The new iPhone SE is $399 new, same chip as the top of the line 11. I got it a month or so ago after I fell on my other phone. It takes great photos. Almost any of the new/recent smart phones on the market have decent cameras…LG, Samsung, iPhone are some of the better ones available.

Xiaomi has not the most expensive phones and their cameras are pretty good, I’m using mi9 and it has 3 cameras, one x2 that is good for small objects and one x0.6 that helps with wide angles for plants or just scenes.

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I’m currently using a Huwaei P30. The macro camera is great, and the zoom helps a lot too! The quality of zoomed photos might not be the best, you can definitely tell bird species apart!

Examples of zoomed photos:
https://www.inaturalist.org/observations/53312111
https://www.inaturalist.org/observations/52867458

Examples of macro photos:
https://www.inaturalist.org/observations/52873445
https://www.inaturalist.org/observations/52808753
https://www.inaturalist.org/observations/51416445
https://www.inaturalist.org/observations/45452843

Note: invertebrate species here are poorly known, so it’s hard to ID them.

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Consider IP rating as the field can be harsh on a phone. Eg water resistant doesn’t mean waterproof, and even just pocket abrasion to a lens can seriously degrade its performance over time.

Some phones have magnetometers, which mean they can be used as a compass for navigation. Being able to set waypoints using iNat obs coords can make it very easy to find your way back for follow-up observations!

I’ve been very impressed by the Moto series, but haven’t used it for observations since I killed the camera dropping it in water. I thought it was waterproof, turns out it’s just water-resistant (my previous model was water-proof), and by the time I realised the problem I was only able to dry it out enough to save everything but the sim and camera. I replaced the sim and now it’s only good for forum and IDs!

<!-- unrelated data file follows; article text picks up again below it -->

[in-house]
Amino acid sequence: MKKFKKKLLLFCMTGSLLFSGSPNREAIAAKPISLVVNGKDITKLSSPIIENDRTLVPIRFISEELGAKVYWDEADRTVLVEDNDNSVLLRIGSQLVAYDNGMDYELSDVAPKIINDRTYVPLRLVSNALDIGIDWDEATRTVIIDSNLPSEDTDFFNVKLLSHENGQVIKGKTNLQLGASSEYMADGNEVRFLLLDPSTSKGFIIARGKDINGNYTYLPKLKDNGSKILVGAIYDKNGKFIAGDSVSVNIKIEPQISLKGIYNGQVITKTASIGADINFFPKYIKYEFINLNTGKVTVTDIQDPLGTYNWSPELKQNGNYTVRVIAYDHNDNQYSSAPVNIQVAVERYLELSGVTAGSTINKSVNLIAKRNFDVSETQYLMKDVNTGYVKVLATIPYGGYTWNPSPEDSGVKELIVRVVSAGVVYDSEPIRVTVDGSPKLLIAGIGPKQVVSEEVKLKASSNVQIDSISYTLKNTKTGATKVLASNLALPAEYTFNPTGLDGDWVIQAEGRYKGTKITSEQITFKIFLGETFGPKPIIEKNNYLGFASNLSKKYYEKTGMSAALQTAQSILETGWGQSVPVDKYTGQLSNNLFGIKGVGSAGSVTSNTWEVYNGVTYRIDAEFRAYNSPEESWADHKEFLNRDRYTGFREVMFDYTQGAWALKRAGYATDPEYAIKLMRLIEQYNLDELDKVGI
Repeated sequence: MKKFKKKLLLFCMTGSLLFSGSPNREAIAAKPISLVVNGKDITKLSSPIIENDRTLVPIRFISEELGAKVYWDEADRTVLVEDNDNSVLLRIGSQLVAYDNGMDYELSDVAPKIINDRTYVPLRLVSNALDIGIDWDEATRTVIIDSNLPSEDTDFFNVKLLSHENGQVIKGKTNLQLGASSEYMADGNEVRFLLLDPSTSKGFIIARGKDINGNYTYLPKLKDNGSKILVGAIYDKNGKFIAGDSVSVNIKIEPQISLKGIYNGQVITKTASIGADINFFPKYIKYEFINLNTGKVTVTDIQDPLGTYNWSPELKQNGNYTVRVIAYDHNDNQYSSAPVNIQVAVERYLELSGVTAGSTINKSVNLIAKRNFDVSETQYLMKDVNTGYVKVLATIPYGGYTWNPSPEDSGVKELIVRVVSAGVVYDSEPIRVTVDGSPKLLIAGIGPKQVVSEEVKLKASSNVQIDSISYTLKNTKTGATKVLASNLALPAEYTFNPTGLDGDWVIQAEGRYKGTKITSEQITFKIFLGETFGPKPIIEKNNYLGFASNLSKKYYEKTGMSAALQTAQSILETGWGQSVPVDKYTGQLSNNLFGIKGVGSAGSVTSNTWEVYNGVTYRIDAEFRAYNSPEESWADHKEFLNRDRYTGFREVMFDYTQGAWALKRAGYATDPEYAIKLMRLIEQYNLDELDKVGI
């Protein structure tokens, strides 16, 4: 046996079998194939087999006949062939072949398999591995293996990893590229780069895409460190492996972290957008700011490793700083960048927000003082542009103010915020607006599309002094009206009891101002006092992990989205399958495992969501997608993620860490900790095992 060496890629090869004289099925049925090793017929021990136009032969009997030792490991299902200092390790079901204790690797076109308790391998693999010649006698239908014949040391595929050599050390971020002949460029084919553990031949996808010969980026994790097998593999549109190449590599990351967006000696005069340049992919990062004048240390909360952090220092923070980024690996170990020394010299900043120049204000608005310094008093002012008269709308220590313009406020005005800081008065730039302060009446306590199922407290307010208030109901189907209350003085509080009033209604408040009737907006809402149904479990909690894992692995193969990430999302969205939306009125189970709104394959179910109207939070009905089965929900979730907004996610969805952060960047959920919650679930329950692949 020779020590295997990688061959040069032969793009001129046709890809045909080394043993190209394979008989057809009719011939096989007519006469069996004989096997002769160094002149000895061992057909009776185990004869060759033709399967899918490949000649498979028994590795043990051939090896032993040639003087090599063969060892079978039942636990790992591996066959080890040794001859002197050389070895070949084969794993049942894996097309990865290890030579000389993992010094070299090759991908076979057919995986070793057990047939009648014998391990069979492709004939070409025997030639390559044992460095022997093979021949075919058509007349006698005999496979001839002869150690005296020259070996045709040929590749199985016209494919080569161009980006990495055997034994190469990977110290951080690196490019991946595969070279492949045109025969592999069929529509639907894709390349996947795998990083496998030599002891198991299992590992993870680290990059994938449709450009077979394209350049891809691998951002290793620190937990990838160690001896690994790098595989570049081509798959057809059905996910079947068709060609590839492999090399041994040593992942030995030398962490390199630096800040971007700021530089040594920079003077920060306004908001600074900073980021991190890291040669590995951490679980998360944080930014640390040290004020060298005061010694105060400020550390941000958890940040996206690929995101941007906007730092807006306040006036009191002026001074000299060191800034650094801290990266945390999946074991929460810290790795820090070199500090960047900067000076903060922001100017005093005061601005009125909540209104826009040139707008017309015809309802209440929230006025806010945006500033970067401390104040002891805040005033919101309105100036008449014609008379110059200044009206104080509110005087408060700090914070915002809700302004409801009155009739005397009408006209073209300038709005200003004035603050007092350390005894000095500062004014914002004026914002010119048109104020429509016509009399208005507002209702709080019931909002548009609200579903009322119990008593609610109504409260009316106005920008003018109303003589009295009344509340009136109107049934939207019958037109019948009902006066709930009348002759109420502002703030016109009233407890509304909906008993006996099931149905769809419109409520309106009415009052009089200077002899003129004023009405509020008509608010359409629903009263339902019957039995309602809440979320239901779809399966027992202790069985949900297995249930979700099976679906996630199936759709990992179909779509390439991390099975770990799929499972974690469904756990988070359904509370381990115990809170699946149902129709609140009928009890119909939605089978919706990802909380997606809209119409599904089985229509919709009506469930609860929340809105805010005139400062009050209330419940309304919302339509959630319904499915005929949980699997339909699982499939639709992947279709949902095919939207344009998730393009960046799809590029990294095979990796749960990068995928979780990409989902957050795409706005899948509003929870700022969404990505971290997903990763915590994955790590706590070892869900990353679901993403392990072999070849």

I’d second @kiwifergus’ recommendation. The Moto g-series phones are great phones on the more affordable end of the price range (e.g. Moto g7 play ~ $130 USD). Bonus is that the phone comes with a basic protective case & screen protector, which helps protect the phone a bit.

I would note that “GPS location” used by mobile phones is not just GPS, but a host of related signals, which for example can allow for indoor positioning whether by your device or by others tracking it/you. But outdoors, the accuracy might also rely on what cellular network your phone uses. My mobile device definitely isn’t as quick to get an accurate fix on my position when I’m away from a major population centre here in Canada.

as far as i can tell, camera quality in low end phones is really more or less the same in most of the cases. there might be a difference if one has multiple lenses, say one for zoom, one not. (a photo that is taken with optical zoom will generally have better detail than one that is taken with “digital zoom”.) there is also a little bit of a difference when it comes to the software / processing side of things. some phones have better stock phone apps than others, and more importantly, some phones do better HDR and other processing to provide better looking photos. the software processing that makes photos look better in some cases can make photos look worse in some cases though. so just make sure you know how to turn things like HDR off when, say, taking photos of things with really fine details like spider webs and such (or maybe shoot RAW instead and process yourself if that’s an option in those cases). more expensive phones will have things like TOF sensors that will help with photos in challenging situations and may have interesting future applications, but i don’t think those have made it to lower-end phones yet.